A better option is to head up the street to La Palma, a smallish Mexicatessen burbling with good smells and commerce. This is not only a fine place to stock up on canned hominy, yucca chips, spices in bulk, cheeses and sausages, pumpkin-seed candy, house-rendered lard, and every sort of chili pepper you can think of, there's also a counter in back where you can order a variety of ready-to-eat Latin delicacies and freshly prepared masa and watch a team of experts forming tortillas out of corn dough and slapping them onto a griddle for the freshest tortillas you'll ever nibble. La Palma's beef tamales — made from that same preservative-free, daily-ground masa — are elemental in their simplicity: big, thick chunks of beef, a minimal hint of salsa and spice, and, wrapping it up, a smooth, dense tortillalike white corn dough; a tamale somewhat dry in texture, both in the dough and the filling, but satisfying for all that.
The tamale is not exclusively a Mexican treat, of course, as a visit to La Limeñita will demonstrate. This bastion of Peruvian cuisine is roomy and handsome, with brickwork, flowers, wrought-iron chandeliers, and Inca-inspired décor — masks, tapestries, llama art, and the like. In Peru, tamales are served as intricate little appetizers cooked in banana leaves, and La Limeñita's version is a delight: It's on the flat side, like a crepe, with a silky, spicy, almost flanlike masa enclosing chicken meat, hard-boiled egg, and black olives, with deliciously citrusy marinated red onion rings draped on the side. An interesting accompaniment is Chica Morada, a nonalcoholic Peruvian punch made of purple corn: sweet, deep red, with an undefinable punchy flavor and a hint of (perhaps) cinnamon.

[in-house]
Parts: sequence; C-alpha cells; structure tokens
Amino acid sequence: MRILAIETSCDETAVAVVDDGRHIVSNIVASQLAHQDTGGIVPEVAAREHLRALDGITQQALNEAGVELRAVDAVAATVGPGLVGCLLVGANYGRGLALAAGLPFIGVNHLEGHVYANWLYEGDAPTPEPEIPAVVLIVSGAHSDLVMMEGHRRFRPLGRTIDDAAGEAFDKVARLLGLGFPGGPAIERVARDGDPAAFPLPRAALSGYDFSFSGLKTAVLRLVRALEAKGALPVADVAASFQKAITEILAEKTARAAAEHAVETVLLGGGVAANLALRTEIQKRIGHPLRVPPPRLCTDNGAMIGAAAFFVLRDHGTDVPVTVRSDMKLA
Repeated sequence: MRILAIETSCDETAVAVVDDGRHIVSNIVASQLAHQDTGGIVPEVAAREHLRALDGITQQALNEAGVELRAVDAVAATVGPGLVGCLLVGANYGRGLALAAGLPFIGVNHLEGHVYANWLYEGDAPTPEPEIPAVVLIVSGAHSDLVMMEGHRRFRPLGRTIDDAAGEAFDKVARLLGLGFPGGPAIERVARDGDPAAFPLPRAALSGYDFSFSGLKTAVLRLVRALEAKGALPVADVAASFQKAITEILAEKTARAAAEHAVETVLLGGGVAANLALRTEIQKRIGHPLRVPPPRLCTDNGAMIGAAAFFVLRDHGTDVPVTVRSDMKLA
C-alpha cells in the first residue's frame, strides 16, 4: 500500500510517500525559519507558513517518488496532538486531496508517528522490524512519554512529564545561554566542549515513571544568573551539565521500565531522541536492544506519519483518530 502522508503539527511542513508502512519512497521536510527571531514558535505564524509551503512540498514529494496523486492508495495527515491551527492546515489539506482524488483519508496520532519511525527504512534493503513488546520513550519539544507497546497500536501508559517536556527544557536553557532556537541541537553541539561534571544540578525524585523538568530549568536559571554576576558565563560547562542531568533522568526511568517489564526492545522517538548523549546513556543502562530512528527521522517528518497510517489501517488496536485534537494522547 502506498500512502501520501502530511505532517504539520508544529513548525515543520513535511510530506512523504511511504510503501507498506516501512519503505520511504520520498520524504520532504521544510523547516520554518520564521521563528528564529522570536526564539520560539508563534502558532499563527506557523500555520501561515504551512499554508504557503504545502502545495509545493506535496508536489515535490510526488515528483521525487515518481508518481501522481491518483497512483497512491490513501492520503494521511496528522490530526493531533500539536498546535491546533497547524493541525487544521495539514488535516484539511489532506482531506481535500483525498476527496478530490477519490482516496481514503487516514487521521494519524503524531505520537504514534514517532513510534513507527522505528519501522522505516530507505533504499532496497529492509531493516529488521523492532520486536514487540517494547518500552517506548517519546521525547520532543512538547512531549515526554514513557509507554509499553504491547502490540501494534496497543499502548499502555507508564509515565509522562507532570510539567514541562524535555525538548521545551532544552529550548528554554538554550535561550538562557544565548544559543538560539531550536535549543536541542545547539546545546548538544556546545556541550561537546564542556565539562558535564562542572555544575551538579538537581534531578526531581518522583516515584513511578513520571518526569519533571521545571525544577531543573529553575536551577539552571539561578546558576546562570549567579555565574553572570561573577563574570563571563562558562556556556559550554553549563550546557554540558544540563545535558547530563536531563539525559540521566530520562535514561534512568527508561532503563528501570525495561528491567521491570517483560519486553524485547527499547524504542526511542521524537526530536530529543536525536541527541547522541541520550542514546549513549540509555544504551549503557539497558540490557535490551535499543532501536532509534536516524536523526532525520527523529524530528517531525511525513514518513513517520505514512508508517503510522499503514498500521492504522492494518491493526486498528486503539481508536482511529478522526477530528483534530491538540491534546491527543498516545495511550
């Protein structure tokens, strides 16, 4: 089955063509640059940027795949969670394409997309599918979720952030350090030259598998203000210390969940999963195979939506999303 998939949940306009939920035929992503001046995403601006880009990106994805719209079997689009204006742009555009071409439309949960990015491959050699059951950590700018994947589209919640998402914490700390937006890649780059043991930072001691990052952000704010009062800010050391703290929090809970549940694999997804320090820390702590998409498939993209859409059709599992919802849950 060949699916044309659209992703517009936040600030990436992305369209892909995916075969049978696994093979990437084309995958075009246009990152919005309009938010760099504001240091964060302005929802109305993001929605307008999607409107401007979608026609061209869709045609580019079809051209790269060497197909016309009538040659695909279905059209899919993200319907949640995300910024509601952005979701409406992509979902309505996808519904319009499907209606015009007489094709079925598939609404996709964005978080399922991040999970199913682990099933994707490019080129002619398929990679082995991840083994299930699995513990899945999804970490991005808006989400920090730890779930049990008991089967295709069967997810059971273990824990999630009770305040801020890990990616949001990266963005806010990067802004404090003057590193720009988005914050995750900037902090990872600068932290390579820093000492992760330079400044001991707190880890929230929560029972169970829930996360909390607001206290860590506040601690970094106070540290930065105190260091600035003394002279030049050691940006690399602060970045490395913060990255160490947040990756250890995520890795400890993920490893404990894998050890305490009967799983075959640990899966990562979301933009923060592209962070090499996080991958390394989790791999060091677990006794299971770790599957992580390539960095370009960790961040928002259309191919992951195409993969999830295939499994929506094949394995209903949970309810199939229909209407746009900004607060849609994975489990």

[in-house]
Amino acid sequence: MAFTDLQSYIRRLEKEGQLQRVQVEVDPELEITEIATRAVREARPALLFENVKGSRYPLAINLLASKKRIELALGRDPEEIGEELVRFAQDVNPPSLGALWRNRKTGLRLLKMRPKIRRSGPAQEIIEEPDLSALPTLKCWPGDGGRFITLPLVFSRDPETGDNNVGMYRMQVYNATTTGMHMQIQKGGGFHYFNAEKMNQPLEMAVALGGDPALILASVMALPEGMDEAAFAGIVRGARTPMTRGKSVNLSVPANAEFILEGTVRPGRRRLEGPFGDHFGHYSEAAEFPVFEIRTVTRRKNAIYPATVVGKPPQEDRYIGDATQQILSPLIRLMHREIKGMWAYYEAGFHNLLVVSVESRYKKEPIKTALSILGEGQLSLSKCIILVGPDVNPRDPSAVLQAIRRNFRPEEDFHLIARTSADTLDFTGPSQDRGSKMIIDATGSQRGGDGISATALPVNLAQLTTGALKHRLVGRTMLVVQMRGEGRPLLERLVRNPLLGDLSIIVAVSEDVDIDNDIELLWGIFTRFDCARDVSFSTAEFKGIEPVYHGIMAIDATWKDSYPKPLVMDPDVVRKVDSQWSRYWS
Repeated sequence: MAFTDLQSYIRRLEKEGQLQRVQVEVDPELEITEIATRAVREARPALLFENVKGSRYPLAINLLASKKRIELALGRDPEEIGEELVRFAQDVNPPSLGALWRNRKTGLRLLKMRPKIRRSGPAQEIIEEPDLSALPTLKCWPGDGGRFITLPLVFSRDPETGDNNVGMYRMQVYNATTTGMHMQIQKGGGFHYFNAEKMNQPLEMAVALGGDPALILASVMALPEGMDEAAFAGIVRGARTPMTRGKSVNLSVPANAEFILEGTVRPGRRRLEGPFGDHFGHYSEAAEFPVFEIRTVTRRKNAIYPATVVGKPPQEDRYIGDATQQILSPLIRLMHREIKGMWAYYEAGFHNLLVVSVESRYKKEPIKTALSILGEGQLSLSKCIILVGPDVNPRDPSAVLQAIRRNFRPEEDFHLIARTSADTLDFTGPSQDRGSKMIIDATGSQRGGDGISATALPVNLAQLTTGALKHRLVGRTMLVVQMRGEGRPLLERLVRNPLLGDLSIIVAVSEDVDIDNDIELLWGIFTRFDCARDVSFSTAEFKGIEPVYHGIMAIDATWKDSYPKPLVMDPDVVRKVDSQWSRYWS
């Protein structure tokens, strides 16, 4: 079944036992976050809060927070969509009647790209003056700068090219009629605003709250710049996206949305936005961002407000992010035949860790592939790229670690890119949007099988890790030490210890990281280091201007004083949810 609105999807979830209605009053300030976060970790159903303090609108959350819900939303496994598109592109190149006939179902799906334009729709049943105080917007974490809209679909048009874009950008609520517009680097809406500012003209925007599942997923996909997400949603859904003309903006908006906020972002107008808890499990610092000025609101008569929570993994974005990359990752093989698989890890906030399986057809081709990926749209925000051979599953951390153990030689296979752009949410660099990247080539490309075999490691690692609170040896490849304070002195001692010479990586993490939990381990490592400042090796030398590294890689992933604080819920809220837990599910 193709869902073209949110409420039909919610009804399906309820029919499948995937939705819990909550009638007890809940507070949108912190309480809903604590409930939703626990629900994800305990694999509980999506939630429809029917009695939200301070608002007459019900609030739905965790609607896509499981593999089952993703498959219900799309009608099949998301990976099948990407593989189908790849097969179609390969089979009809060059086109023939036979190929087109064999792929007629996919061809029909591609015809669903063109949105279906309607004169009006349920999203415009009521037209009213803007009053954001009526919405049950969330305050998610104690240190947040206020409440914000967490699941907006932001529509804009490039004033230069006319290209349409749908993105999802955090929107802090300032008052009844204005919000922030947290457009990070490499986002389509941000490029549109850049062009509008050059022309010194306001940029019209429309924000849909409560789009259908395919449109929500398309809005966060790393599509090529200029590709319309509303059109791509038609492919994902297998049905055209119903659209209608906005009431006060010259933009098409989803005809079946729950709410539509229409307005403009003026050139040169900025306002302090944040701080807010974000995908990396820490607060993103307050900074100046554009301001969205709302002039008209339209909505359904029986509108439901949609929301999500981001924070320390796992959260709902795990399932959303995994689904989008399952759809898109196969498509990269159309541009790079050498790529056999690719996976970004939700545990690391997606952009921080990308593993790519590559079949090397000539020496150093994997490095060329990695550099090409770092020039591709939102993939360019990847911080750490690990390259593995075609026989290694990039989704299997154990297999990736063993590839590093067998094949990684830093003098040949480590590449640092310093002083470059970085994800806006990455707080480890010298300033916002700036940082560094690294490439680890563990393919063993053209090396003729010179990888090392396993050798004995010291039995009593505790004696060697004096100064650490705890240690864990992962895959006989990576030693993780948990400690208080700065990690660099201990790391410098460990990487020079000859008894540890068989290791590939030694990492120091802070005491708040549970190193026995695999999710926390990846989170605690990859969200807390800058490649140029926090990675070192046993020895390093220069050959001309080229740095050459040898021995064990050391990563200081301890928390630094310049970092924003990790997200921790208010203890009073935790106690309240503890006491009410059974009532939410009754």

Another good source for the multicultural tamale experience is Panchita's, a Salvadoran pupuseria just up the street. It's a bright and sunny place with tropical accents here and there and a counter off to the side where you can order up licuados, jugos, and aguas frescas made from papaya, guanabana, cantaloupe, tamarind, mango, and other exotic flora. Its chicken tamale is the perfect comfort food: The masa is absolutely yielding in texture, with a nice subtle taste of corn, and the filling is wonderfully mild and forgiving and chunky with chicken, potatoes, and tender green olives, like a good, enriching pot pie.
The best place to sample the tamale in all its multicultural glory is Barrasa Market, where you can purchase incredible, freshly prepared tamales from three different traditions. The Salvadoran version features creamy, custardy masa that bursts apart into a steamy, fragrant volcano when you edge off its banana-leaf wrapping. Inside: tender potatoes that merge and mingle with the corn pudding surrounding it, and sweet, tiny green olives, and either chunks of moist pork or huge shards of tender chicken. The Nicaraguan variety is huge and sturdily wrapped in string, paper, and banana leaf, like a parcel from some exotic locale. The masa here is even more moist than the Salvadoran version, even risottolike, with a sensory zap of citrus and spice and the elements. Mingling within its folds are circles of al dente potato, a sweet, deeply flavored stone fruit I couldn't identify, chunks of slow-cooked pork and chicken, and big, juicy capers: a treasure trove of beautifully balanced flavors. Finally, the Mexican tamale comes in two versions. The yellow-husked variety is a savory confluence of somewhat dry pork and white masa not unlike La Palma's, but a really sweet treat is in store if you purchase the white-husked dessert tamale, a blissfully simple dish of puddinglike sweet-corn masa ribboned with corn kernels reminiscent of a soft, dense, moist butter cake. The cashier recommended it with a glass of cold milk: “You'll love it,” she said. She was right. ¡Viva la tamale!